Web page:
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The Case for Basic English

The case for Basic English in law:

In the typical communication situation the responsibility to be understood doesn’t lie with the message receiver but the message giver.  In other words; if you want the person you are addressing to understand what you are saying, you need to communicate your message in a clear and easily understandable way.  This also applies to written communication.  The responsibility is on the writer to communicate the message in a way the reader can understand and interpret correctly.

So if this is the case, why has these same rules of communication not always applied to the law and how did this change?

Only recently did courts start to take into consideration the intended context of what is written as opposed to the literal definition of individual words.  In previous years the courts interpreted legal documentation literally, not paying mind to the context or intended purpose of words.

Lawyers used complex jargon and words with very specific definitions in favour of their clients for two reasons; they either chose a word with such a narrow definition that any argument from an opposing party would be a futile attempt or one that had such a broad field of interpretation that it would leave them the possibility of a solid argument later on.  Not all lawyers, however highly qualified, are able to use words so ingeniously and drafting a document of high quality from scratch can quickly become a very time consuming, complicated affair that is not even very profitable.  Due to the high level of competition among draftsmen, the price charged for these documents remain relatively low.

The use of precedents are implemented by draftsmen to make the process of drafting documents less time consuming and more profitable.  Precedents are standardised paragraphs of text produced by only a hand full of legal publishers.  The fact that only a select few publishers produce precedents means that though drafted by different people, legal documents may be very similar if the same precedents were used.  Using precedents proves less risky for unskilled draftsmen as these have been used in court several times.  Precedents also allow unskilled trainees to draft documents only to be reviewed by a legal professional.

The standardisation of these precedents also comes with its disadvantages.  While the above mentioned legal publishers do update precedents to be in compliance with the latest law, the language changes are minimal because they try not to reduce the value of such precedents that were already tested.  This basically means that long-winded sentences, complex jargon, excessively formal language, unnecessary words and double negatives remains in these paragraphs.  Secondly, these standardised precedents contain standard wording intended for standard use and does not include practical or commercial provisions.  The less skilled draftsmen who make use of these precedents are unlikely to put such commercial and practical provisions back in due to partly a lack of experience and partly to avoid a mistake made by deviation of the standard.  Should any additions be made the language used includes legal jargon to match the rest of the document.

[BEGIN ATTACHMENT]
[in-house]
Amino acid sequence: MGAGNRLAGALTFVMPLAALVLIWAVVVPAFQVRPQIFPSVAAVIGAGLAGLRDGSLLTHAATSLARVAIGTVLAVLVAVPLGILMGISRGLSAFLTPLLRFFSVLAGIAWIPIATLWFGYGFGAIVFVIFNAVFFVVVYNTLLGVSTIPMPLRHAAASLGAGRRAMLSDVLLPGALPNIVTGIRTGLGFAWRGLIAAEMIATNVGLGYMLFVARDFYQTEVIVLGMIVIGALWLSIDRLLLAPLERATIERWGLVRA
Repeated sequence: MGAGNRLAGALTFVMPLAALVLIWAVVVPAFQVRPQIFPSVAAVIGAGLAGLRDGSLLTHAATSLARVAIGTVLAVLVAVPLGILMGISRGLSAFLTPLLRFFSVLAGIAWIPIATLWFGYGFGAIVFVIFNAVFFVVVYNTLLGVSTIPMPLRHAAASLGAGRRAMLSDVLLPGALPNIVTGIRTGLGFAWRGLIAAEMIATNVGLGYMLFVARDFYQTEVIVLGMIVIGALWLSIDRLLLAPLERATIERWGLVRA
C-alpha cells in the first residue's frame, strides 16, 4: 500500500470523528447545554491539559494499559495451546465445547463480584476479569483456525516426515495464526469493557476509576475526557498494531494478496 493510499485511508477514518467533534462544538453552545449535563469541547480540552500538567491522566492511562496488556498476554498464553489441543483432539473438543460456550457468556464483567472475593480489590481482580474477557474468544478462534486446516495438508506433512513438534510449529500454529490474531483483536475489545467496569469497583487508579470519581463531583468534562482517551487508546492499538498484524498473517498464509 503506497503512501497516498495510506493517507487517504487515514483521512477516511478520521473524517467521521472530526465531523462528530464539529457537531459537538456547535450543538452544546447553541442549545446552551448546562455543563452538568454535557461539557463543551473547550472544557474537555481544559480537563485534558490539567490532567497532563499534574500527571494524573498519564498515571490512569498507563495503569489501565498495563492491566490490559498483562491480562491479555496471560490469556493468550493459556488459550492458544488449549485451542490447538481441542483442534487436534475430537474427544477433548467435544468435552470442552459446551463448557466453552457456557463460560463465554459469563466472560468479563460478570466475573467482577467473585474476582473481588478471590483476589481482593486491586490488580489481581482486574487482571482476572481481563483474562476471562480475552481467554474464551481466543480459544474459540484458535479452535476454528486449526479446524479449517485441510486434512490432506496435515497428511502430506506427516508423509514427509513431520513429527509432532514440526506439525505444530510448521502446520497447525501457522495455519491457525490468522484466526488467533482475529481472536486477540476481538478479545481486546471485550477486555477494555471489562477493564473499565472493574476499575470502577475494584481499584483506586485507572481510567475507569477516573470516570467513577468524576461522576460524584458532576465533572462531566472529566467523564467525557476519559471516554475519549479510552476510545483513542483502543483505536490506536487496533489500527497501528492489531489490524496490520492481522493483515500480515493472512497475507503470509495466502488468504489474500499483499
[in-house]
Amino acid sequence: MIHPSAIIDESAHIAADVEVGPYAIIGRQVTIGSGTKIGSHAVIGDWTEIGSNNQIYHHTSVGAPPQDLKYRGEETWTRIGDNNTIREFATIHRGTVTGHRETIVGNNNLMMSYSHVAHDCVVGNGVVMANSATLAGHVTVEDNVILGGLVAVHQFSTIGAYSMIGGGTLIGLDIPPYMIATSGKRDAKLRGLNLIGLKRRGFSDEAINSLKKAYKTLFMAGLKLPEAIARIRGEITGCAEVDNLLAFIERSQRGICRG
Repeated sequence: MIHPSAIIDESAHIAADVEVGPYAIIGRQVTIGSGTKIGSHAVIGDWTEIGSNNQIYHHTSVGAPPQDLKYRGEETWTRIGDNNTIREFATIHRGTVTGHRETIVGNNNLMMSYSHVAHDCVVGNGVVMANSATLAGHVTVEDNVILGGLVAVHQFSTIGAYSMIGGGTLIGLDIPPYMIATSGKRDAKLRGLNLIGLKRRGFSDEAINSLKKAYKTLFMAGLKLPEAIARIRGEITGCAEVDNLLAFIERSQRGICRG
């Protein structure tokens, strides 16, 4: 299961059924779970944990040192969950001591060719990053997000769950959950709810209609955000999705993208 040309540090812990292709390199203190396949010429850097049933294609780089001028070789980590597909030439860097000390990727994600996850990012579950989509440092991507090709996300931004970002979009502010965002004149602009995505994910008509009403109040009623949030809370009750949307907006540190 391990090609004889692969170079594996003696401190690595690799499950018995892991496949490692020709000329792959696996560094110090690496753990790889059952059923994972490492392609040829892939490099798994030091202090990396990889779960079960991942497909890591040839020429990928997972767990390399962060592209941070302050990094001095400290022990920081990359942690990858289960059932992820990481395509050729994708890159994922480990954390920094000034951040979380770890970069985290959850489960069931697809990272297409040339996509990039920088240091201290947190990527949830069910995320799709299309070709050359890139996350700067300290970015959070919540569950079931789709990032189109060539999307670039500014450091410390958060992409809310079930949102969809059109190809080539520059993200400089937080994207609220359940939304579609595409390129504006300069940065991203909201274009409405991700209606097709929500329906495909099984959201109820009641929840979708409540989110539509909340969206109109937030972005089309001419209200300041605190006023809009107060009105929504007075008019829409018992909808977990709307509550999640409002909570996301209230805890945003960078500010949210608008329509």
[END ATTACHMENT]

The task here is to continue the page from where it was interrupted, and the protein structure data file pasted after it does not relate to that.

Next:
Since courts these days can use discretion in the interpretation of a legal document, it removed the advantage of using words that previously had very narrow room for interpretation unless the relevant word also reflects the context of what the document is intended to achieve.

Globally there has been a drive to adopt basic language in law.  Now South Africa as well as other countries like the USA, New Zealand, the UK, Canada, Australia and the Republic of Ireland has statute law written in basic language.  There are also campaigns for the same to happen in other jurisdictions.  In certain areas of the law the use of basic language has actually become a legal requirement more particularly the areas pertaining to consumers.

How does this affect us and our products?

These changes to the language used for law allows us to write legal documents in basic English that you can understand.  These documents will stand up in court based on their content and context without the need for high English.

The likelihood of a document drafted by us to be supported in court is far more likely than a legal document based on old precedent, written in old fashioned, high English.  Because of the simple language used in our documents, even someone with very little to no experience of the law can easily understand the content of these documents.

Does this mean we removed all legal jargon?

No, our documents still contain a great number of legal words and phrases that we absolutely need to include.  Certain words and phrases cannot be removed as these have very specific meanings that have been refined over the years.  We strive however to simplify the legal documents we draft for our clients to the best of our abilities.




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